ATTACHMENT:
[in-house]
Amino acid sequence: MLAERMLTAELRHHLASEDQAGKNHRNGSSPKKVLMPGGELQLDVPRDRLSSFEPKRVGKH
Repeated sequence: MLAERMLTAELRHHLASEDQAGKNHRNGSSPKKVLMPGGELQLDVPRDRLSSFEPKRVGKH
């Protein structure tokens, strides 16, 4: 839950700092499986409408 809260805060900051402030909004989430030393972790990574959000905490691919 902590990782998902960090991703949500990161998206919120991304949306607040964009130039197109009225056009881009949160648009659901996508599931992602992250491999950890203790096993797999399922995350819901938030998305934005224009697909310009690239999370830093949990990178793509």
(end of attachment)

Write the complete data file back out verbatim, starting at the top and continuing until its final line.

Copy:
[in-house]
Amino acid sequence: MLAERMLTAELRHHLASEDQAGKNHRNGSSPKKVLMPGGELQLDVPRDRLSSFEPKRVGKH
Repeated sequence: MLAERMLTAELRHHLASEDQAGKNHRNGSSPKKVLMPGGELQLDVPRDRLSSFEPKRVGKH
């Protein structure tokens, strides 16, 4: 839950700092499986409408 809260805060900051402030909004989430030393972790990574959000905490691919 902590990782998902960090991703949500990161998206919120991304949306607040964009130039197109009225056009881009949160648009659901996508599931992602992250491999950890203790096993797999399922995350819901938030998305934005224009697909310009690239999370830093949990990178793509």